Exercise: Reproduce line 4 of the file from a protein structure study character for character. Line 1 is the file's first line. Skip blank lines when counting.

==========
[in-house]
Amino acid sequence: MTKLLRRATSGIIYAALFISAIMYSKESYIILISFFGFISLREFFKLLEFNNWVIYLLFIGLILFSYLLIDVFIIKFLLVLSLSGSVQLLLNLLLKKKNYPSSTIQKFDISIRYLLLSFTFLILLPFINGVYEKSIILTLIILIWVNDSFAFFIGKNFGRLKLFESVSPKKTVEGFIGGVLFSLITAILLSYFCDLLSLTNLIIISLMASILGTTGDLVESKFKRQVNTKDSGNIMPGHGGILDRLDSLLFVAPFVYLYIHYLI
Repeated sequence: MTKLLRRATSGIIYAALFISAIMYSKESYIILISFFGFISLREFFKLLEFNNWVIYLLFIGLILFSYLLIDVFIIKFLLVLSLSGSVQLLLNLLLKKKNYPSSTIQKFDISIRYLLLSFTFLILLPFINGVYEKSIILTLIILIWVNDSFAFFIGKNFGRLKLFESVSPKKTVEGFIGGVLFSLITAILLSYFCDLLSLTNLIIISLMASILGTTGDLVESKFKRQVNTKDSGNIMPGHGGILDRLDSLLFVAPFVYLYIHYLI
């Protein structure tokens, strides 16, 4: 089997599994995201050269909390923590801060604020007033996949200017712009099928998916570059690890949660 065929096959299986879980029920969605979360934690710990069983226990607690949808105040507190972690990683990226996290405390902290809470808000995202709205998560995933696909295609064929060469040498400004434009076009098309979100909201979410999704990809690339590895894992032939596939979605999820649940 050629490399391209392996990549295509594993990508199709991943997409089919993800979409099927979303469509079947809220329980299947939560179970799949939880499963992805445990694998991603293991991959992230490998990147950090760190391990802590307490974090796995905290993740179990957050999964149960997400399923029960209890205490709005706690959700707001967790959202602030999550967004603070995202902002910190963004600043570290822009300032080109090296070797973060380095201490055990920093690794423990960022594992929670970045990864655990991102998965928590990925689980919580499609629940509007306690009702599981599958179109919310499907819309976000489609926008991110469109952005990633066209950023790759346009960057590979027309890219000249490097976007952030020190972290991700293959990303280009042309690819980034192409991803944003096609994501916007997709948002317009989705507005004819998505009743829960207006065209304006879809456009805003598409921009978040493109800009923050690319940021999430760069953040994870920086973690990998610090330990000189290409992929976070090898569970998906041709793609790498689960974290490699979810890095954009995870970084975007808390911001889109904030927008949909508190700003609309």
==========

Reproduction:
């Protein structure tokens, strides 16, 4: 089997599994995201050269909390923590801060604020007033996949200017712009099928998916570059690890949660 065929096959299986879980029920969605979360934690710990069983226990607690949808105040507190972690990683990226996290405390902290809470808000995202709205998560995933696909295609064929060469040498400004434009076009098309979100909201979410999704990809690339590895894992032939596939979605999820649940 050629490399391209392996990549295509594993990508199709991943997409089919993800979409099927979303469509079947809220329980299947939560179970799949939880499963992805445990694998991603293991991959992230490998990147950090760190391990802590307490974090796995905290993740179990957050999964149960997400399923029960209890205490709005706690959700707001967790959202602030999550967004603070995202902002910190963004600043570290822009300032080109090296070797973060380095201490055990920093690794423990960022594992929670970045990864655990991102998965928590990925689980919580499609629940509007306690009702599981599958179109919310499907819309976000489609926008991110469109952005990633066209950023790759346009960057590979027309890219000249490097976007952030020190972290991700293959990303280009042309690819980034192409991803944003096609994501916007997709948002317009989705507005004819998505009743829960207006065209304006879809456009805003598409921009978040493109800009923050690319940021999430760069953040994870920086973690990998610090330990000189290409992929976070090898569970998906041709793609790498689960974290490699979810890095954009995870970084975007808390911001889109904030927008949909508190700003609309």